Love in the Afternoon

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Status: Finished  |  Genre: Romance  |  House: Booksie Classic
A Paperback Literati Book Review

Submitted: September 13, 2010

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Submitted: September 13, 2010

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Love in the Afternoon
by Lisa Kleypas
St. Martin’s Paperbacks, St. Martin’s Press
ISBN: 978-0-312-60539-1
Genre: Historical Romance – 1855 England, 332 pp.
Hurry up postman, run don’t walk for this is love and not just talk
Beatrix Hathaway is an animal lover, an eloquent letter writer, and a kleptomaniac. In Love in the Afternoon, Kleypas gives her a reason to practice all three skills. It all starts with a dog. No, wait, it starts with a letter. Okay the story really starts with a letter about a dog. But it isn’t really about the dog. Mostly. Any reader familiar with Lisa Kleypas knows that she can weave words into beautiful tapestries; in this case it is a tapestry of dogs playing poker.
Everyone knows the Hathaways are odd and poor Beatrix just may be the oddest of all. In one of those quick decisions that seem perfectly harmless at the time, Beatrix agrees to correspond with a soldier fighting in the Crimea when her friend Pru grows bored with his talk of war and mules and dogs. But the pen really is mightier than the sword and Beatrix’s letters become Captain Christopher Phelan’s lifeline back to jolly old England.
“I didn’t mean to send love letters, but that is what they became. 
On their way to you, my words turned into heartbeats on the page.”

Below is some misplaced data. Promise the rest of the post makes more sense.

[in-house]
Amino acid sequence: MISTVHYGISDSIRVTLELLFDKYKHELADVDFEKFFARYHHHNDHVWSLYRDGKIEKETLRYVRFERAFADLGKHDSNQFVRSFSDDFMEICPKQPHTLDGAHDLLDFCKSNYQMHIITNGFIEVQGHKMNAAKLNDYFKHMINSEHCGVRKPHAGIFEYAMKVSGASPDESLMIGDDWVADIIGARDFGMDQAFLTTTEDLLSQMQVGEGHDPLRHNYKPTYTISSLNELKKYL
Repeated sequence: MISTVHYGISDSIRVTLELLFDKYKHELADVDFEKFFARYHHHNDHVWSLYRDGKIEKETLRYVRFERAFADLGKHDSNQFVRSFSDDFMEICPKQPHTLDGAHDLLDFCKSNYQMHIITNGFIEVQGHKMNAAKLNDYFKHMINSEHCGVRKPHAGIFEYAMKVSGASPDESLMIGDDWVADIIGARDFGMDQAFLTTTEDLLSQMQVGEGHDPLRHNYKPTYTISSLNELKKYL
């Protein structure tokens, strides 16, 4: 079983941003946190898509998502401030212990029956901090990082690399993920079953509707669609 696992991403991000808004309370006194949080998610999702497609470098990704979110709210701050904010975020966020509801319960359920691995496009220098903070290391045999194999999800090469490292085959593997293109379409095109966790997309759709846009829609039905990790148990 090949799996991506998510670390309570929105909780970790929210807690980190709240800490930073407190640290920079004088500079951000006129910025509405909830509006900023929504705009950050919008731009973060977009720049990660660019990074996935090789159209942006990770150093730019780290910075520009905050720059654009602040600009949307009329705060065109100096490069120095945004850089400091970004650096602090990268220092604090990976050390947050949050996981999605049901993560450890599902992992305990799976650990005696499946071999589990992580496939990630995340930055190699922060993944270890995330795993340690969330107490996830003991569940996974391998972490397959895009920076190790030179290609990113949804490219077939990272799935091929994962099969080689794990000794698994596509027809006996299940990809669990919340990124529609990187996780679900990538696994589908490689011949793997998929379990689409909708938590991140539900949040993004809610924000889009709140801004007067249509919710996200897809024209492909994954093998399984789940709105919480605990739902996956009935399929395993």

Love in the Afternoon is a fun read. It is fast-paced with natural sounding dialogue and just enough humor to hold even the most jaded of romance readers’ complete attention. The attraction between Beatrix and Christopher grows at a believable pace giving Kleypas the time to enrich the story with subtle shades of detail and exposition. Captain Phelan is a complex character with room in his heart for love but the yoke of survivors guilt choking the life from him. 
Beatrix is a bit of a contradiction in that she can train and control any sort of animal no matter how wild or seemingly vicious, but she’s very passive with other people. Kleypas uses more of her weakness than her strength in her growing relationship with Captain Phelan in that it is Beatrix who allows him to vent, pout, drink, curse and act like an idiot without trying to control him in any way. It is her silent strength that attracts Christopher to her again and again and breaks him out of his hard candy shell so that they may enjoy the creamy nougat of true love.
This book isn’t without flaws; there are a few things that are not well explained which will leave a reader shaking their head and snidely muttering “really?” under their breath.  I find I can forgive Kleypas a lot of things since the overall story will be satisfying, the sex will be hot and the ending will always be blissfully happy. Read this book with your favorite pet curled up on your lap, or your teddy bear, or just a wad of fuzzy socks fresh from the dryer.


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